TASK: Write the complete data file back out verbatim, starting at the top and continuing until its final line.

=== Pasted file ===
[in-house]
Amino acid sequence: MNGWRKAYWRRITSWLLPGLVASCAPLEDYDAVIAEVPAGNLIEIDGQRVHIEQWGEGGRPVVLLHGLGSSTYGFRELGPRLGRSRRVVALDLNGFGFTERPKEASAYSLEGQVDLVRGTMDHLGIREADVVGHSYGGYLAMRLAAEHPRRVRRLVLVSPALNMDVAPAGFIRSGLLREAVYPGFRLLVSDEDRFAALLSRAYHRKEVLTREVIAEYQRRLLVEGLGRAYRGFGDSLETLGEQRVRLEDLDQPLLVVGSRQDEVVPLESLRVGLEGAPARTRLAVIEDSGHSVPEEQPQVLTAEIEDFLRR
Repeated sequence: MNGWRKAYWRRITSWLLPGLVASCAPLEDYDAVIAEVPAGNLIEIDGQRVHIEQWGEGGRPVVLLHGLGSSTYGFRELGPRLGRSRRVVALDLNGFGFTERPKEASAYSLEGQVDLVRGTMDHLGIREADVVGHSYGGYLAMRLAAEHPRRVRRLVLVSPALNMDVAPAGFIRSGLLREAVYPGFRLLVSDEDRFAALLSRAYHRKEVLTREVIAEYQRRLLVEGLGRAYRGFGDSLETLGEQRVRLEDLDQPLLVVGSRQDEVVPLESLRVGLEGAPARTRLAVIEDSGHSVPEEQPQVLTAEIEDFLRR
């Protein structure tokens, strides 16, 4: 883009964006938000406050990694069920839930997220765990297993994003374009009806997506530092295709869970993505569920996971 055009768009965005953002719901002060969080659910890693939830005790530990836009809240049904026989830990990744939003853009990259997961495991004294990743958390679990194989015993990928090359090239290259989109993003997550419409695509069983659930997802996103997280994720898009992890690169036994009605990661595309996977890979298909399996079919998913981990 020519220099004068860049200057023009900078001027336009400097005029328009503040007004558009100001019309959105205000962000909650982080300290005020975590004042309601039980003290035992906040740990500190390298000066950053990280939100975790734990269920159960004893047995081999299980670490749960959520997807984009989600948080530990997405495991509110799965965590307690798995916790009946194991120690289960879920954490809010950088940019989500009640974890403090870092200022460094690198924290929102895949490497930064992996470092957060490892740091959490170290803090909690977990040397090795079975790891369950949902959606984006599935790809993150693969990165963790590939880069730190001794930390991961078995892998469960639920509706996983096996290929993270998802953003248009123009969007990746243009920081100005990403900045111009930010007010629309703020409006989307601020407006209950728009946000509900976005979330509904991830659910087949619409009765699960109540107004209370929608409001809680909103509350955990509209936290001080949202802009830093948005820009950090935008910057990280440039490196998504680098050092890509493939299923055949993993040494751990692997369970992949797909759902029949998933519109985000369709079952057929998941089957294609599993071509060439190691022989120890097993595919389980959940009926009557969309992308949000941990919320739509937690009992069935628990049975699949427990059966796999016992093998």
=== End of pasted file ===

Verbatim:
[in-house]
Amino acid sequence: MNGWRKAYWRRITSWLLPGLVASCAPLEDYDAVIAEVPAGNLIEIDGQRVHIEQWGEGGRPVVLLHGLGSSTYGFRELGPRLGRSRRVVALDLNGFGFTERPKEASAYSLEGQVDLVRGTMDHLGIREADVVGHSYGGYLAMRLAAEHPRRVRRLVLVSPALNMDVAPAGFIRSGLLREAVYPGFRLLVSDEDRFAALLSRAYHRKEVLTREVIAEYQRRLLVEGLGRAYRGFGDSLETLGEQRVRLEDLDQPLLVVGSRQDEVVPLESLRVGLEGAPARTRLAVIEDSGHSVPEEQPQVLTAEIEDFLRR
Repeated sequence: MNGWRKAYWRRITSWLLPGLVASCAPLEDYDAVIAEVPAGNLIEIDGQRVHIEQWGEGGRPVVLLHGLGSSTYGFRELGPRLGRSRRVVALDLNGFGFTERPKEASAYSLEGQVDLVRGTMDHLGIREADVVGHSYGGYLAMRLAAEHPRRVRRLVLVSPALNMDVAPAGFIRSGLLREAVYPGFRLLVSDEDRFAALLSRAYHRKEVLTREVIAEYQRRLLVEGLGRAYRGFGDSLETLGEQRVRLEDLDQPLLVVGSRQDEVVPLESLRVGLEGAPARTRLAVIEDSGHSVPEEQPQVLTAEIEDFLRR
């Protein structure tokens, strides 16, 4: 883009964006938000406050990694069920839930997220765990297993994003374009009806997506530092295709869970993505569920996971 055009768009965005953002719901002060969080659910890693939830005790530990836009809240049904026989830990990744939003853009990259997961495991004294990743958390679990194989015993990928090359090239290259989109993003997550419409695509069983659930997802996103997280994720898009992890690169036994009605990661595309996977890979298909399996079919998913981990 020519220099004068860049200057023009900078001027336009400097005029328009503040007004558009100001019309959105205000962000909650982080300290005020975590004042309601039980003290035992906040740990500190390298000066950053990280939100975790734990269920159960004893047995081999299980670490749960959520997807984009989600948080530990997405495991509110799965965590307690798995916790009946194991120690289960879920954490809010950088940019989500009640974890403090870092200022460094690198924290929102895949490497930064992996470092957060490892740091959490170290803090909690977990040397090795079975790891369950949902959606984006599935790809993150693969990165963790590939880069730190001794930390991961078995892998469960639920509706996983096996290929993270998802953003248009123009969007990746243009920081100005990403900045111009930010007010629309703020409006989307601020407006209950728009946000509900976005979330509904991830659910087949619409009765699960109540107004209370929608409001809680909103509350955990509209936290001080949202802009830093948005820009950090935008910057990280440039490196998504680098050092890509493939299923055949993993040494751990692997369970992949797909759902029949998933519109985000369709079952057929998941089957294609599993071509060439190691022989120890097993595919389980959940009926009557969309992308949000941990919320739509937690009992069935628990049975699949427990059966796999016992093998």